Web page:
There are good and bad workers in all industries. Some industries’ bad workers stand out more than others. In the coffee service industry, a bad barista can mess up your latte and ruin your morning. In the financial services industry, a bad financial advisor can steal your life savings and ruin your life.
So AdvisorOne found BrokerCop.com, a website for “investors only,” it said, which recently released its 2012 List of “Worst Financial Advisors in America.” A law firm based in Georgia, James A. Dunlap Jr. & Associates, which focuses on investor and consumer fraud cases, created BrokerCop.com.
BrokerCop’s website says it “provides critical consumer ratings, reviews, and information on stockbrokers, brokerage firms and investments. BrokerCop.com accepts no advertising or compensation from the brokerage or financial industry.” The site, apparently to assert a claim of independent advice, also warns that it is “not for use by stockbrokers or anyone affiliated with the brokerage or financial industry.”
Fortunately BrokerCop spared AdvisorOne from litigation and allowed us to use their “Dirty Dozen” list, which tallied the convictions of the worst advisors over the past year. So we took BrokerCop’s list and ranked each “Advisor Horribilis” in reverse order of horribleness, balancing amount of money stolen with amount of “ick” factor involved. So theft of a mere $30 million from clients doesn’t outweigh theft of a modest $838,000, if one of the clients happens to be a child with cerebral palsy—yes, that actually happened—or if one of the clients happens to get murdered—yes, that actually happened, too.
12. Michael Sydney Wooton (Metarie, La.)
$1 Million Fraud
Wooton pleaded guilty to defrauding 14 clients out of nearly $1 million. According to court documents, Wooten admitted that while he was employed as a stock broker for Western International Securities, he converted client funds for his personal benefit. In order to hide this fact, he created and mailed fraudulent statements to his clients.
11. Mark Madison (Little Rock, Ark.)
$1 Million Fraud
Madison, a licensed agent for a stockbroker, pleaded guilty to cheating clients out of more than $1 million. According to the indictment, Madison solicited funds from his clients for several different investments. However, instead of investing the funds as promised, Madison used the funds for his own personal benefit including payment of the mortgage on his personal residence, country club dues and expenses, personal tax obligations, credit card payments, and repayment of personal and business loans.
10. Molly Wilson (Seattle)
$400,000 Fraud, Including Client Suffering From Alzheimer’s
Wilson, a former Merrill Lynch securities broker, was convicted of 14 counts of theft for bilking clients out of more than $400,000 to support her flashy lifestyle. Wilson was a first vice president and a top broker at the Seattle office of Merrill Lynch where she earned a six-figure income, drove a $200,000 Rolls Royce and lived in a $1.2 million home in Bellevue’s Somerset Hill. She was fired in 1989 for what Merrill Lynch described as “a violation of company policy.” She then formed her own firm, Wilson Securities. In 1992 she was sentenced to six years and three months in prison.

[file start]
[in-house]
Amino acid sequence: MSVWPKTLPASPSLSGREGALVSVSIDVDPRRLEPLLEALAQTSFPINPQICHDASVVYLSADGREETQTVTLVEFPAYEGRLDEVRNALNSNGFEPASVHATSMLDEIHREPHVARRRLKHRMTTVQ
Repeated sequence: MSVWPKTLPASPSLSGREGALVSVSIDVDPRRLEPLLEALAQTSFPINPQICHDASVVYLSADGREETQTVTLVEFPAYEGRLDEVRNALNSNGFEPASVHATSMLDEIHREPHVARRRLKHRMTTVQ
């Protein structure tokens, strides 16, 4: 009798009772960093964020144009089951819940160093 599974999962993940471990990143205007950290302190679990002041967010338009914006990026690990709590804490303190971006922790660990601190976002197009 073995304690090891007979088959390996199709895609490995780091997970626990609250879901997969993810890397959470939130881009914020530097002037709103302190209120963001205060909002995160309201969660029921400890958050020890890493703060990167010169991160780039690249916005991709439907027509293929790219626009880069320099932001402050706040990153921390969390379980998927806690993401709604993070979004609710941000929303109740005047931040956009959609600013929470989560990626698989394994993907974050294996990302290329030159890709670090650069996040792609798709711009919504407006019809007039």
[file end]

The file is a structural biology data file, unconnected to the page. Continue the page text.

9. Richard A. Finger Jr. (Bellevue, Wash.)
$7 Million Fraud
Finger pleaded guilty in a Seattle federal court to perpetrating a $7 million fraud on his own clients and was sentenced in April to 54 months in prison and ordered to pay $7 million in restitution. Finger owned and operated Black Diamond Capital Management and Black Diamond Securities of Kirkland, Wash. Finger defrauded 10 clients of as much as $7 million. Some of the victims invested with Finger when he was working for a Seattle brokerage firm. While he was providing false statements to his clients, Finger spent his ill-gotten money on leasing a $71,000 Cadillac Escalade and a $13,000 Ducati motorcycle.
8. Gregg M.S. Berger (New York)
$30 Million Stock Scam
Berger, 48, pleaded guilty last year to participating in a wide-ranging international stock fraud scheme involving the illegal use of bulk commercial e-mails, or “spamming,” to promote thinly traded Chinese penny stocks to generate more than $30 million in illegal proceeds for him and his co-conspirators.
7. Rebecca Engle (Nebraska City, Neb.)
$30 Million Stock Fraud
Former stockbroker Engle pleaded guilty for her involvement in what prosecutors called the biggest securities fraud case in state history. She was sentenceed last August to two consecutive 18- to 36-month prison terms.
Engle was accused of improperly selling risky and unsuitable investments in several interrelated Florida companies to hundreds of investors. Most of those defrauded were nearing retirement age or had already retired and were seeking conservative, stable investments with little risk. Instead, Engle invested their money in high-risk enterprises and never fully explained the risks, according to prosecutors. According to court documents, Engle characterized the Florida companies as “can’t-miss deals” or “mini-Berkshire Hathaways,” referring to the enterprise run by the billionaire Warren Buffett.
6. Richard Clark (Tulsa, Okla.)
$43 Million Stock Fraud
Former stockbroker Clark was convicted by an Oklahoma federal jury of fraud, among other charges. According to evidence presented at trial, he and other conspirators devised and engaged in a scheme to defraud investors known as a “pump-and-dump,” in which they manipulated three publicly traded stocks. The evidence at trial established that the conspirators obtained approximately $43 million in proceeds from the stock manipulation.
5. Ross Mandell (New York)